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Second, let me point out that Kaepernick's earning potential is not Harbaugh's concern. He coaches the players. That's his job. Make them better, Jim. Kaepernick's earning potential is the concern of Trent Baalke, Paraag Marathe and Kaepernick's agent.

Third, Harbaugh's logic is flawed. A team should pay a player based on what he's actually earned — his performance on the field — not based on the anticipation of what he may do.

The Packers gave Aaron Rodgers the big bucks after 93 starts, 179 touchdown passes, three Pro Bowl selections, four seasons in a row with a passer rating better than 100, an MVP award and a Super Bowl win.

Here are Kaepernick's accomplishments in comparison: 29 starts, 38 touchdown passes, zero Pro Bowl selections, zero seasons with a passer rating better than 100, zero MVPs and zero Super Bowl wins. Not the resume of a top NFL QB, and not someone who deserves the big bucks yet.

Kaepernick may become better than Rodgers one day and, if that day comes, then Kaepernick will merit the big bucks. But that day is way down the line. And there is some concern about Kaepernick's ability to fulfill his potential, especially under Harbaugh.

That's the real issue.

Can Harbaugh get Kaepernick to play up to what Harbaugh thinks Kaepernick's earning potential is?

Let me explain why there are doubts. I can describe five plays in just three playoff games that concern me.

In the NFC championship game in Seattle last season, Kaepernick threw an interception to the Seahawks' strong safety, Kam Chancellor, in the crucial fourth quarter when Kaepernick fell apart. Kaepernick dropped back, looked left and fired a pass to Anquan Boldin. But Chancellor was standing right in front of Boldin. Somehow, Kaepernick never saw Chancellor.

That mistake virtually replicated one Kaepernick made just two weeks before against the Packers in the Wild Card playoff round. Kaepernick dropped back, looked left and fired a pass directly to a Packers' defender, Mycah Hyde, who was standing in front of Boldin.

Hyde dropped the interception, but if he had made the catch, the Packers would have won and we all would agree that Kaepernick does not deserve to be paid as much as Rodgers.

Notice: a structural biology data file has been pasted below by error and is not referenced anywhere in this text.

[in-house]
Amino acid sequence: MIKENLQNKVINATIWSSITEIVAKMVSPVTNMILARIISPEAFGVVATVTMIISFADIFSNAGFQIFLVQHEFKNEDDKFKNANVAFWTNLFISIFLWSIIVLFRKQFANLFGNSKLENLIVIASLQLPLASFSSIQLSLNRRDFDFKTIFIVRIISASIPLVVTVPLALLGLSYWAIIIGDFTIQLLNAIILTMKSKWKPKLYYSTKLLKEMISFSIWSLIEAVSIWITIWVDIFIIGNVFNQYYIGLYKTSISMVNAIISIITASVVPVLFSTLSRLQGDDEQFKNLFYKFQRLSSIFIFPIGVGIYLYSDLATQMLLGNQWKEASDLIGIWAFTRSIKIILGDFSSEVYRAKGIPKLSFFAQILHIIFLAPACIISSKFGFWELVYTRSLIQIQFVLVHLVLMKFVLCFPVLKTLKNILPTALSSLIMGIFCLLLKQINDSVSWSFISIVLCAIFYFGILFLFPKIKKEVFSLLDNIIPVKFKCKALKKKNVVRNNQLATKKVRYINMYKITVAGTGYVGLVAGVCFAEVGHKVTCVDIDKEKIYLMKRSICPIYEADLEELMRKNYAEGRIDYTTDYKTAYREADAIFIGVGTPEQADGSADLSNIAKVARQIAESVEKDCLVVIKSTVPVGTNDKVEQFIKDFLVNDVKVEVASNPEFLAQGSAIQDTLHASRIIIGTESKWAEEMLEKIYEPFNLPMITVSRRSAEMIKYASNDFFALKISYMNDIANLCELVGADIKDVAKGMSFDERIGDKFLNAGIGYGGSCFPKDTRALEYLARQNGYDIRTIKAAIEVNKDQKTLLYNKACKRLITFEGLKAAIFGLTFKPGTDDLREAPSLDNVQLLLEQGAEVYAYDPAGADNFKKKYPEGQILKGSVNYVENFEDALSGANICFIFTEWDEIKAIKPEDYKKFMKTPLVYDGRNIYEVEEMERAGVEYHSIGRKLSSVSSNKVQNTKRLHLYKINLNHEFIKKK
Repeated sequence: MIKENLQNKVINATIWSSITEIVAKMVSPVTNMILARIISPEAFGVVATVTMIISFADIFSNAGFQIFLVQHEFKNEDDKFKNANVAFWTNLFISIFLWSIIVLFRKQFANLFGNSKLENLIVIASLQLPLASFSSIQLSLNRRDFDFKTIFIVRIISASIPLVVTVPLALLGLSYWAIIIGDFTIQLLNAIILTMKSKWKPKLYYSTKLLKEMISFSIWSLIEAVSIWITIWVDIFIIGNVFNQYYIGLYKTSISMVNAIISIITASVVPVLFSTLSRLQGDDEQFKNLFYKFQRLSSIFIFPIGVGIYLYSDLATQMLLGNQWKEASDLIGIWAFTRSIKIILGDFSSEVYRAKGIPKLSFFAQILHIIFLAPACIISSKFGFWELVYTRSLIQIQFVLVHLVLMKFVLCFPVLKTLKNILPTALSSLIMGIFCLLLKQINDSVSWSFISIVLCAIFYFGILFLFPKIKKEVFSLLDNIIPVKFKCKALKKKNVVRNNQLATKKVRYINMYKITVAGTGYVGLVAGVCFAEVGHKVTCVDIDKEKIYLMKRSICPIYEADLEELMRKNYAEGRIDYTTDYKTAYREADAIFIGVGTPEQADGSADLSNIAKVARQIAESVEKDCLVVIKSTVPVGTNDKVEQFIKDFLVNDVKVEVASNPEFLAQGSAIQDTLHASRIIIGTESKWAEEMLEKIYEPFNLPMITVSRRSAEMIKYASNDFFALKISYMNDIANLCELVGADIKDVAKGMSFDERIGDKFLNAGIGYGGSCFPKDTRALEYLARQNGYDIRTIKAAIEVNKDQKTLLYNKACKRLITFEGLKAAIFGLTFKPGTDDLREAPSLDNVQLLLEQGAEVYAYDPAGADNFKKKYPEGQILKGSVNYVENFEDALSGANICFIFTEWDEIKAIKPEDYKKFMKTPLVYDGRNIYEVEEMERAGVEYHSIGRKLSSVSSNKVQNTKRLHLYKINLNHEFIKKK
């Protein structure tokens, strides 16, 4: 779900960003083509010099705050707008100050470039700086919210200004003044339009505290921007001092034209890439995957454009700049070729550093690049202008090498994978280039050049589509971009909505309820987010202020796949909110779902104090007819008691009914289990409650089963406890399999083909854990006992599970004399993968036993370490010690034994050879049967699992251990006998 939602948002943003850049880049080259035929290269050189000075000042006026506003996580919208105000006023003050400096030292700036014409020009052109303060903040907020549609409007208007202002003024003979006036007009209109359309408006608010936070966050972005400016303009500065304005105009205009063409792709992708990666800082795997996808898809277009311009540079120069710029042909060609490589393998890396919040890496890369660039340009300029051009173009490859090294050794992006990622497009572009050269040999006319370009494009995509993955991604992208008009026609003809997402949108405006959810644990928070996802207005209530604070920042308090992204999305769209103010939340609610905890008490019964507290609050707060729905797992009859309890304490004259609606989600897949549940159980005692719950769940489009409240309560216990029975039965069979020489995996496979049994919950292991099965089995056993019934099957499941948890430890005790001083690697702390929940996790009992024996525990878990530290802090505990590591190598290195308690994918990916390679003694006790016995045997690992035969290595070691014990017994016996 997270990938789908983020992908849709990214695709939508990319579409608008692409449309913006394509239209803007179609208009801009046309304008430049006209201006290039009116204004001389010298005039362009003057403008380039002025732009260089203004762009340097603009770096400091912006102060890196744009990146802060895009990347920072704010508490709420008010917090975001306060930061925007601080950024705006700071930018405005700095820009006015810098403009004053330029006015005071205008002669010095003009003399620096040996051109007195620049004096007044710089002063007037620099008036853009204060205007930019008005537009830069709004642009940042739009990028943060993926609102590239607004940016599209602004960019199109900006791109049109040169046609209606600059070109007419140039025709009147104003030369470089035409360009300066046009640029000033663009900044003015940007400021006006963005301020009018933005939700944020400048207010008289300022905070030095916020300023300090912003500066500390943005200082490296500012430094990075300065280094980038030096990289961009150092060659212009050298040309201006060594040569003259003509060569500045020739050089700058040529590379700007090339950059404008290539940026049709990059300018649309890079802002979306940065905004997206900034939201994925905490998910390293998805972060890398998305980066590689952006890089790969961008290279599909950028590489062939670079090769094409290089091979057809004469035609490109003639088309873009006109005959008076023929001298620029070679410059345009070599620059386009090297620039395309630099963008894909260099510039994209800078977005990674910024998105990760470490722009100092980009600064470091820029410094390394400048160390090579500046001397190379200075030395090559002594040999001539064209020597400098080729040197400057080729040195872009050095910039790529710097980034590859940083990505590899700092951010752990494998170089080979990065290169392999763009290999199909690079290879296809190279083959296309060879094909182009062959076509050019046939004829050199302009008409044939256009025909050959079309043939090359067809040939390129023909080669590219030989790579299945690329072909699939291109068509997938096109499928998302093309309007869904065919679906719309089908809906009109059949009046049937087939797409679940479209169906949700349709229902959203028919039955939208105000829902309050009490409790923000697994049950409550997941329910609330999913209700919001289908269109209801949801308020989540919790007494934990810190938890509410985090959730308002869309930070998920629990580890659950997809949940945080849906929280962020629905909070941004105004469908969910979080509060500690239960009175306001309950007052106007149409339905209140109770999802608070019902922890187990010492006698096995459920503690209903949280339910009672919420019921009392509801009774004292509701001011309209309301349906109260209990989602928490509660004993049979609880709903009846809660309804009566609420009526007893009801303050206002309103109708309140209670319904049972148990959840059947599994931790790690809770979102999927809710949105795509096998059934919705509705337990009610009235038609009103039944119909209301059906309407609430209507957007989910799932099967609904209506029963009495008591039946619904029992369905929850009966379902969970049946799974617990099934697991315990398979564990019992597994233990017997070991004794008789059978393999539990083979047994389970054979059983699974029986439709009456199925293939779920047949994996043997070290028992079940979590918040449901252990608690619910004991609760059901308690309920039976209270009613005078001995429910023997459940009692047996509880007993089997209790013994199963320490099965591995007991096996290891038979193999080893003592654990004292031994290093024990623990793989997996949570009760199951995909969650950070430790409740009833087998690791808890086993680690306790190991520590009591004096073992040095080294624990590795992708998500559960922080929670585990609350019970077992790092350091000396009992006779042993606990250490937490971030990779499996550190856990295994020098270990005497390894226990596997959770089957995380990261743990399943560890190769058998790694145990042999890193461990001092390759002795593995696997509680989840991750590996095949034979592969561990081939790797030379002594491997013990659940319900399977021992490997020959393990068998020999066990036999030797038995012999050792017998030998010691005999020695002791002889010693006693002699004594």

The point is Kaepernick did not learn from the Hyde mistake, and made it again two weeks later in Seattle.

Kaepernick tends to throw blindly to his left. He almost never sees underneath coverage on that side of the field. On his second throw of his first playoff game — at Candlestick against the Packers two seasons ago — Kaepernick dropped back, looked left and threw an interception right to the Packers' cornerback, Sam Shields.

Harbaugh should have drilled that bad habit out of Kaepernick long ago. But Harbaugh didn't.

Two more plays are troubling about Kaepernick.

He lost to the Ravens in the Super Bowl because he threw up a prayer to Michael Crabtree in the end zone on the last play of the game. Kaepernick should have called his last timeout and figured out with Harbaugh a good play to run.

Obviously, Kaepernick learned nothing from that because he failed under virtually the same circumstances the following season in the NFC championship game.

Thirty-seconds left, the 49ers were down six. Kaepernick threw up a prayer to Crabtree in the end zone instead of using a timeout — the Niners had two left. Richard Sherman tipped the ball to a linebacker, Malcolm Smith, and the 49ers lost.

No creativity. No chance. Back-to-back seasons ended on the exact same mistake. Harbaugh can't let that happen.

There was one more thing Harbaugh said at the owners meetings that made me laugh. He said: "Nobody wants to be great like (Kaepernick) does. Nobody attacks it like he does."

At best, effort is the minimum a player is expected to contribute.

The 49ers should not reward effort or potential or attacking. The 49ers should reward results.

Grant Cohn writes sports columns and the "Inside the 49ers" blog for The Press Democrat's website. You can reach him at grantcohn@gmail.com.